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Publication numberUS4772331 A
Publication typeGrant
Application numberUS 06/922,901
Publication dateSep 20, 1988
Filing dateOct 24, 1986
Priority dateOct 25, 1985
Fee statusLapsed
Also published asCA1279962C, DE3686544D1, DE3686544T2, EP0220617A2, EP0220617A3, EP0220617B1
Publication number06922901, 922901, US 4772331 A, US 4772331A, US-A-4772331, US4772331 A, US4772331A
InventorsTamio Noguchi, Takaji Watanabe
Original AssigneeMerck Patent Gesellschaft Mit Beschrankter Haftung
Export CitationBiBTeX, EndNote, RefMan
External Links: USPTO, USPTO Assignment, Espacenet
Flaky colored pigments, methods for their production, and their use in cosmetic compositions
US 4772331 A
Abstract
Colored flaky colored pigments are obtained by uniformly adhering a finely divided color pigment onto a flaky substrate by the use of an high molecular weight organic compound as a binder.
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Claims(20)
What is claimed is:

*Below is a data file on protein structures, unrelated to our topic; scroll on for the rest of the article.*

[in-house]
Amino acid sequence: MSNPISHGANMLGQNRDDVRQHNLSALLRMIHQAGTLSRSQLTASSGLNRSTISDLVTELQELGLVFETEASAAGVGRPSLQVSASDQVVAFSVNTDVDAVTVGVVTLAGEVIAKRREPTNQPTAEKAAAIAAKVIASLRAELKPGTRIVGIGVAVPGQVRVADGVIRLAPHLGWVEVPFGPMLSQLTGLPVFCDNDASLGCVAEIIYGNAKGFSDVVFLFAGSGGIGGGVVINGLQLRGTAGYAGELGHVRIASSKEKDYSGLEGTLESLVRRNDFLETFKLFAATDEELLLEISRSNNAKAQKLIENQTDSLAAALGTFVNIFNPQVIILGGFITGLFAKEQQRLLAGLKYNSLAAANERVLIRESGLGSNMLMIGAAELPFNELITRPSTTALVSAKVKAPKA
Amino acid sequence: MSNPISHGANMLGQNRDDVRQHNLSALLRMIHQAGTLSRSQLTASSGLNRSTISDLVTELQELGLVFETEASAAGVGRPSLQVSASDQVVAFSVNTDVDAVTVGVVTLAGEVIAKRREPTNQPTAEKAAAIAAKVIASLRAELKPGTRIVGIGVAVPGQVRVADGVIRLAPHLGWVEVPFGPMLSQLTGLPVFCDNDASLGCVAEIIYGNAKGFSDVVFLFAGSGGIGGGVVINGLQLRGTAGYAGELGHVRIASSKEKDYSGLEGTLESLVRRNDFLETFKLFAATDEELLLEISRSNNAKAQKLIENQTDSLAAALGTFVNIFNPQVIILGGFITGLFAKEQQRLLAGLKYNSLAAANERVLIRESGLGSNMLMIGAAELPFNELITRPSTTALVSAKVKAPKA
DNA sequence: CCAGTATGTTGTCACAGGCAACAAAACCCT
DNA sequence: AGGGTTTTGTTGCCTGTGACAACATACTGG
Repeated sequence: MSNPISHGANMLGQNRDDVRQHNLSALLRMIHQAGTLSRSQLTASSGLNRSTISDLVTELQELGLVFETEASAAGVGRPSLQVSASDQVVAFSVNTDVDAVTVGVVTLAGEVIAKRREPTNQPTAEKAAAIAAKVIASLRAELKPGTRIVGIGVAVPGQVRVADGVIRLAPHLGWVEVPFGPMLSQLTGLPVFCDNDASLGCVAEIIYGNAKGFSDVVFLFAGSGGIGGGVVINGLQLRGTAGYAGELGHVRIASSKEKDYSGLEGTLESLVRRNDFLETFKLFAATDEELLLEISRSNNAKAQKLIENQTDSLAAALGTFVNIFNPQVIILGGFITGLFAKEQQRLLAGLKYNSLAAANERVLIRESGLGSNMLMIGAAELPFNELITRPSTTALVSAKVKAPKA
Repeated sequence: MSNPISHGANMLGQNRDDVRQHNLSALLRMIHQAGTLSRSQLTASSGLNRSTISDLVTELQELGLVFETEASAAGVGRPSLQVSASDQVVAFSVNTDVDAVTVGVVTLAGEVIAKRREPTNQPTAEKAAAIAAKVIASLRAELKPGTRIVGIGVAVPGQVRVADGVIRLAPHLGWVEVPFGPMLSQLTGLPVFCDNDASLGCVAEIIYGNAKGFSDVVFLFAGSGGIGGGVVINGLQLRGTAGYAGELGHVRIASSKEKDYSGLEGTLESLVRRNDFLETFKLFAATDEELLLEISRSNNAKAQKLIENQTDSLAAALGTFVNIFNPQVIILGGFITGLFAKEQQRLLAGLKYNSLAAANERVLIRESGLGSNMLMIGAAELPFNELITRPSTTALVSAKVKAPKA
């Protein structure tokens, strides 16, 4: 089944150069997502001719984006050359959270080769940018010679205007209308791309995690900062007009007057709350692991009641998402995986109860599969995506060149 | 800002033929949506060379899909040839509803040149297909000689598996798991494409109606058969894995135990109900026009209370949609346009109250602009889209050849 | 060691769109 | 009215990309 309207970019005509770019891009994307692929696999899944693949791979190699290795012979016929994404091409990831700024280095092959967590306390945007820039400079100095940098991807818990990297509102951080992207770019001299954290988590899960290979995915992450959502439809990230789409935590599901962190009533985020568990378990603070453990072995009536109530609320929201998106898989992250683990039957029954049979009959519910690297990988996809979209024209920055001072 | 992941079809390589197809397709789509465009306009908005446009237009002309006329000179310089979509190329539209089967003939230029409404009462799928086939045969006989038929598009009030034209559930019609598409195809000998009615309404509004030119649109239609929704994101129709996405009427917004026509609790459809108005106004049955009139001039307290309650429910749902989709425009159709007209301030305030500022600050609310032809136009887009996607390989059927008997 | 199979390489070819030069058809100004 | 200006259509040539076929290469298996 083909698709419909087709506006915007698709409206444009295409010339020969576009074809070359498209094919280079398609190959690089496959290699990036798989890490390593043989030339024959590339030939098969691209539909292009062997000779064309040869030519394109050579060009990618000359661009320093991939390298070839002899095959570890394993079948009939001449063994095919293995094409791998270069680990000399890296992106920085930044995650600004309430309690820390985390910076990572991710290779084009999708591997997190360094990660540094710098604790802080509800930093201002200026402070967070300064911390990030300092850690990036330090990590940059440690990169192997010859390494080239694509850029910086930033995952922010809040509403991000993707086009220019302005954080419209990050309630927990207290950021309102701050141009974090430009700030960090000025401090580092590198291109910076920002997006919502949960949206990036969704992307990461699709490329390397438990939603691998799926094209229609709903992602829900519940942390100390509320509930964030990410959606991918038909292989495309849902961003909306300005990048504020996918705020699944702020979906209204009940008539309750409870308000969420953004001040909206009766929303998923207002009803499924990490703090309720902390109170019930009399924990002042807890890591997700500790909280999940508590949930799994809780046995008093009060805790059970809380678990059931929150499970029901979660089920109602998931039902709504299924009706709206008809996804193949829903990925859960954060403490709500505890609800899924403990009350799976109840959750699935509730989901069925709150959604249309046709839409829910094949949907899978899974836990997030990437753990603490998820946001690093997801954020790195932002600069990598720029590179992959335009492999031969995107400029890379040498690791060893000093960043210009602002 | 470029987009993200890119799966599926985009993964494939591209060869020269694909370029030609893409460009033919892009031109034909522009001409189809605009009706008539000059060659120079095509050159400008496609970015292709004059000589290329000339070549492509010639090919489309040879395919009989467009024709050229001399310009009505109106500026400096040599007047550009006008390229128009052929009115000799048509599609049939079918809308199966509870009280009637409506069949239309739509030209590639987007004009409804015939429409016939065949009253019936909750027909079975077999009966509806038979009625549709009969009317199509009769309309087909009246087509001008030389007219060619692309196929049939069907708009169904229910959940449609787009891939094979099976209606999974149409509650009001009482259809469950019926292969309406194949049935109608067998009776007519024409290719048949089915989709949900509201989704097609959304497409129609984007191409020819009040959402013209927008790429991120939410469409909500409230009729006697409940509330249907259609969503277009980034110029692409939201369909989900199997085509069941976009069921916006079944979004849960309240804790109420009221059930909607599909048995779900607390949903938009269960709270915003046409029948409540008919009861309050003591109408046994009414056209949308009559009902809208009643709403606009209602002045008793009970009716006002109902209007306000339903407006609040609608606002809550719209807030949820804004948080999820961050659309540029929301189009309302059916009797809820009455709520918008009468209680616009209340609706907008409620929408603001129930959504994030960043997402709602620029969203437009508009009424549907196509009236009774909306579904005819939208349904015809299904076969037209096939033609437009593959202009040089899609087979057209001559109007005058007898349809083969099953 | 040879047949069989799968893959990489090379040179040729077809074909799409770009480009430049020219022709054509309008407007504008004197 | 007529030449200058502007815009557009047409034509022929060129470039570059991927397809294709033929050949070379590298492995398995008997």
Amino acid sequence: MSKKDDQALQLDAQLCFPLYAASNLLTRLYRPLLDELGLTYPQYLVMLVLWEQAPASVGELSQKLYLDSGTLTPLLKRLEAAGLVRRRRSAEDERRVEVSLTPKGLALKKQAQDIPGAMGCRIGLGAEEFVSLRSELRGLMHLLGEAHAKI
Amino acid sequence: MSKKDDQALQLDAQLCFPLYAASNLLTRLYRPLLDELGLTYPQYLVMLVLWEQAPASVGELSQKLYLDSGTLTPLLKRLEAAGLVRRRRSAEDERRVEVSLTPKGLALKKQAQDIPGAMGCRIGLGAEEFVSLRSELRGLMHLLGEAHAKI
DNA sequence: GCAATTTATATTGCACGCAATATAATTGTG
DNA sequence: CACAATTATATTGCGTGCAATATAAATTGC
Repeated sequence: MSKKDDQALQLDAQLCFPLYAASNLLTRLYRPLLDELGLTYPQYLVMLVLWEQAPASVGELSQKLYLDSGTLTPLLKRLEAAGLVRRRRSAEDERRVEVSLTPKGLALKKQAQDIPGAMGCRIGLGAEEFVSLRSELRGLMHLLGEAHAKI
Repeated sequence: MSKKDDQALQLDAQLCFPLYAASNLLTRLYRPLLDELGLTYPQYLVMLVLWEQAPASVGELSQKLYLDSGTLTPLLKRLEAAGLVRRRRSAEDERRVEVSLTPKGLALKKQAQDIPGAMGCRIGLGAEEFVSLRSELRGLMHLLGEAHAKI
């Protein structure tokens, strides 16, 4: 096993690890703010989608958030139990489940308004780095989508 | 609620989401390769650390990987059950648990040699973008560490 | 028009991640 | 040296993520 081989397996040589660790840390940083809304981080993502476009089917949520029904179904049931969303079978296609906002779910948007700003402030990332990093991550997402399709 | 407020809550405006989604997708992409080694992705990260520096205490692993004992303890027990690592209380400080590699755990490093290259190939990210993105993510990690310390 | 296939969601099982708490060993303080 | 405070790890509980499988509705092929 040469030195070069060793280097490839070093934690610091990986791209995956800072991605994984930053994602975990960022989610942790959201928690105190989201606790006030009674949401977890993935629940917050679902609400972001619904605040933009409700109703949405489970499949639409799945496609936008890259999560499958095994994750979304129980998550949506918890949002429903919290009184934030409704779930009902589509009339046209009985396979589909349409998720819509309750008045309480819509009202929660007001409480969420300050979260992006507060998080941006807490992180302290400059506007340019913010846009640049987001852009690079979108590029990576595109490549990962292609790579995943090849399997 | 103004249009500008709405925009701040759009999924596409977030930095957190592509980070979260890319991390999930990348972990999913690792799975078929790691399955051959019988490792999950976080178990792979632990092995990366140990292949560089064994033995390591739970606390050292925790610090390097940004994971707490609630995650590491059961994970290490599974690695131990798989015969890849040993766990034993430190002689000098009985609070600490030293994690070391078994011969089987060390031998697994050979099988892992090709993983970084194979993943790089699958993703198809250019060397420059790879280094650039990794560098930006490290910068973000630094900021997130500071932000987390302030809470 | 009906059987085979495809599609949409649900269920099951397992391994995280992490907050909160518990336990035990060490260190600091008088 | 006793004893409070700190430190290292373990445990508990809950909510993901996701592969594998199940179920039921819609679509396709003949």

1. Free-flowing colored flaky pigments comprising flaky substrates having a finely divided color pigment material adhered on the surfaces thereof by a high molecular weight organic binder.
2. Flaky pigments of claim 1 wherein said binder is a high molecular weight organic compound having an average molecular weight of from about 50 to about 160,000.
3. Flaky pigments of claim 2 wherein said binder comprises a high molecular weight organic compound having an average molecular weight of from about 3,000 to about 50,000.
4. Flaky pigments of claim 1 comprising from about 0.5 to about 30% by weight of said color pigment and about 0.1 to about 10% by weight of said binder.
5. Flaky pigments of claim 4 comprising from about 1 to about 20% by weight of said color pigment and about 1 to about 7% by weight of said binder and wherein said flaky substrate is talc, kaolin, bismuth oxychloride, mica or a synthetic pearl pigment.
6. Flaky pigments of claim 1 wherein said binder is a polyethylene glycol.
7. Flaky pigments of claim 1 wherein said binder is a polypropylene glycol.
8. Flaky pigments of claim 1 wherein said binder is a polyvinyl pyrrolidone.
9. Flaky pigments of claim 1 wherein said binder is a polyvinyl alcohol.
10. Flaky pigments of claim 1 wherein said binder is a polyacrylate.
11. Flaky pigments of claim 1 wherein said binder is a polyethylene.
12. Flaky pigments of claim 1 wherein said binder is a cellulose or cellulose derivative.